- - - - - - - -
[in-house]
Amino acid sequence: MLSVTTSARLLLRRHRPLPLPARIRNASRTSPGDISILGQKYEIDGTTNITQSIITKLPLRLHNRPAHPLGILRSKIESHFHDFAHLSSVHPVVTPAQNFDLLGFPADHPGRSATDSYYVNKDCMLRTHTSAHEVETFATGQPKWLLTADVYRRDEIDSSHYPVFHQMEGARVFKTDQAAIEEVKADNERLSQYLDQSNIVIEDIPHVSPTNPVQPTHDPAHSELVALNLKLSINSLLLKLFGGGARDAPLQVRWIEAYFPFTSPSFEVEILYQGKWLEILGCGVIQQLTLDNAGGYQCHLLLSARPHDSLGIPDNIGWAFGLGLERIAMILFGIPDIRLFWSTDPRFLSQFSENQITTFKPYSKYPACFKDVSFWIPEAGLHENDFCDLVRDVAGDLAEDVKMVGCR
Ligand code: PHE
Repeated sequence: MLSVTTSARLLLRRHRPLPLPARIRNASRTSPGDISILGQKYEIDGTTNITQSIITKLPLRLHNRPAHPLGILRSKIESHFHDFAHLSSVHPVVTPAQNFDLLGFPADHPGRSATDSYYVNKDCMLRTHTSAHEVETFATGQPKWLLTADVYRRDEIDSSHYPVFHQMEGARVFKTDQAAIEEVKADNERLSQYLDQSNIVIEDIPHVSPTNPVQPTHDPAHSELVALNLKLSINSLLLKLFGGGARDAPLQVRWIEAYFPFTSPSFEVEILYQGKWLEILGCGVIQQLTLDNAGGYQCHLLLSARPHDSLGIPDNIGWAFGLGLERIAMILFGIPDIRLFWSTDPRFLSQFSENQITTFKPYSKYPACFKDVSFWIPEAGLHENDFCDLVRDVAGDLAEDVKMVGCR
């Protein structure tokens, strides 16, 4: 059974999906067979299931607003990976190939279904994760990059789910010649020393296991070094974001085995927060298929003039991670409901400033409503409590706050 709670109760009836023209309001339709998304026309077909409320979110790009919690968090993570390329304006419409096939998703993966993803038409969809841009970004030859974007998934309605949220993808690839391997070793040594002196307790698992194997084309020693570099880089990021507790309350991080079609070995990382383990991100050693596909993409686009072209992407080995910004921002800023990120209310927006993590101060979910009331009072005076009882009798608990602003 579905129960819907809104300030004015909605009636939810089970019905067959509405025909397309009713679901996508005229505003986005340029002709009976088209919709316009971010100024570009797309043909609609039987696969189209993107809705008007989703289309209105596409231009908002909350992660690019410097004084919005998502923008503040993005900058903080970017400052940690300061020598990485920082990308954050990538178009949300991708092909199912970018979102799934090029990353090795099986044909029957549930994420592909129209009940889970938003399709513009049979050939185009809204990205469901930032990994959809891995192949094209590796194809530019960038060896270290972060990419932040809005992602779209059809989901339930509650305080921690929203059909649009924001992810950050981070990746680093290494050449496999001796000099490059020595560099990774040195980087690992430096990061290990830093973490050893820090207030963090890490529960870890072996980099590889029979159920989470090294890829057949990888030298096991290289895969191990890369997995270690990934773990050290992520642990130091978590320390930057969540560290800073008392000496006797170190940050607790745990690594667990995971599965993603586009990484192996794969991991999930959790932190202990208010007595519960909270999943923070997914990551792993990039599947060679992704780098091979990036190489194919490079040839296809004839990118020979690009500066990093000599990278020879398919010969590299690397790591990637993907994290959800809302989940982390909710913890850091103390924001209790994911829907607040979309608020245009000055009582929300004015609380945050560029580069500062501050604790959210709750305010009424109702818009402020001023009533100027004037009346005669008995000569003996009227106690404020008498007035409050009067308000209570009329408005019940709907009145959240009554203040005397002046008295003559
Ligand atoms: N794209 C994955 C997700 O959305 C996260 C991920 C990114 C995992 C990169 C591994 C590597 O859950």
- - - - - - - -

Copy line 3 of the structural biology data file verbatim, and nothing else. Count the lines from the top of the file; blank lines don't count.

Ligand code: PHE